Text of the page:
One scrum board life story

When I came up for the first time with the idea “Guys, why not to have a board for our project? Visualizing is so cool!” all the team looked at me as if I said something absurd. We had the status board in Jira and that seemed to be enough. I started talking about the benefits and future opportunities, but no one was as enthusiastic, as I. They treated it as “One more action I have to do when closing the task – move it on the board”.  Finally, I got the support from the unexpected source – one or the girls in our team said – “We can use colorful stickers, so it would be so nice and pretty!” ^_^  That is where our story begins.

During the next retrospective we created the first version of our board. It was simple and ugly:

2012-08-06 19.26.31-1

The next week we realized, that that board sucks. We could not see which tasks were reopened by testers, which tasks are ready for development (tasks were pulled from backlog by the designer, pm and qa to prepare design, analyze and write tests – only then they were ready for the development).

Board 2.0:

2012-10-01 13.19.24-1

You can see that we split Development into 2 columns: In progress and Done. QAs can take the tasks from “Done” sub column. Also the “In design” column is added. The one nice thing I looked up somewhere on the net – out team images. You can see whose responsibility was the each column 🙂

More improvements – Board 2.1:

photo 3(1)

The next improvement was connected with adding the rows) We separated the whole board into 3 parts – Stories/tasks, Tech debt, Bugs. It was the period when we turned to kanban – you can see the limits for the tasks on the top of the columns. From now the developer could take the task from each of the rows and start doing it. PM, as the analytic of the project was responsible for the supply of bricks for the tasks in In analysis, but I was too lazy an succeed to involve QA in the analysis of the tasks, so there is no my photo on the board 🙂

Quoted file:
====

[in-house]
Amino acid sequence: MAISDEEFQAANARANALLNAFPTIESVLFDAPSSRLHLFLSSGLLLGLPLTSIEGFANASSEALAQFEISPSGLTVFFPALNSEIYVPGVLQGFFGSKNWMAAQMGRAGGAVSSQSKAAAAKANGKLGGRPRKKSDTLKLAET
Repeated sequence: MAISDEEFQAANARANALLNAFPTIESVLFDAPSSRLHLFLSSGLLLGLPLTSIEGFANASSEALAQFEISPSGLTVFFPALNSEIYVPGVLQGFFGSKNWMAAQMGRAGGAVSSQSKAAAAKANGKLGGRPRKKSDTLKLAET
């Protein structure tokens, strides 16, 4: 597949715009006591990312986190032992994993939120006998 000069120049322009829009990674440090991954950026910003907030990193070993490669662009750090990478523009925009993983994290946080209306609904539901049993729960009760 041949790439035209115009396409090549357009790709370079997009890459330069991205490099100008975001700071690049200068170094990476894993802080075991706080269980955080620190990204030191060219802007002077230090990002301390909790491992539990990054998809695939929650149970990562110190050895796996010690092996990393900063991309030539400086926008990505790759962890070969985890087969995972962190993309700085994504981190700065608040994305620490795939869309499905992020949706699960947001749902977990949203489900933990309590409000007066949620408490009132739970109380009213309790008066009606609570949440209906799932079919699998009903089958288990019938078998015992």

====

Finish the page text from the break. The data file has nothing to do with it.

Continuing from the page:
Once we had too many tasks completed we decided to store them in the envelope with the release name. So everyone could see how productive we were!

photo 5

And once I had the best scene PM can see on the board in 2 weeks before the release :):

photo 1(1)

As our team was growing – we created the sub board for the iOS team:

photo 4

And now a bit about the other board) We had no white board to waste, so had to invent something, having only the sticky tape and stickers:

photo

Now, after working with physical boards more than 1,5 years I am a bit more prepared to explain why I push teams to use it.

Why physical board:

  1. It is simple. All you need to have is wall, stickers, markers, paper.
  2. Big – everyone sees it, knows where it is. You can’t avoid it entering the room.
  3. It creates the “Team space” – everyone in the office knows that our team staked out that place) It is the important part part of our team’s “team spirit”.
  4. Flexible – it is very easy to modify it. All you need is sticky tape or white board eraser.
  5. It’s interactive – appealing people to touch it and play with it – if you touch it and name it , you own it :).
  6. Electronic boards are not visible. Yes, everyone can go to Jira and see the status board there, but it is not the same as you see the board when you come to the team’s room – you have to login, so it’s a bit “hidden”.
  7. Physical board forces collaboration.
    Electronic board is a bit individualistic. Just imagine: you have to update the taks in Jira before the stand up, as if you do that during the stand up – you’ll make everyone wait for you.
    If you are using the physical board – you can do that during the meeting, speaking while you are moving the tasks. Everyone is listening to you and clearly see what task are you talking about. While you are moving the task – you are touching it and feeling it – it is something material. It is the material sign of you completing the task, your small achievement.

Hope I conveyed you to create your own board ^_^

P.S. I am really crazy about boards. So here is our PM improvement board – we update it during the weekly meetings and can monitor our routine tasks and improvements.

2013-04-10 13.09.02-1

Intentionally do not remove all that stuff from “Done”, as it looks as if we done a lot! 🙂

 

2 thoughts on “One scrum board life story

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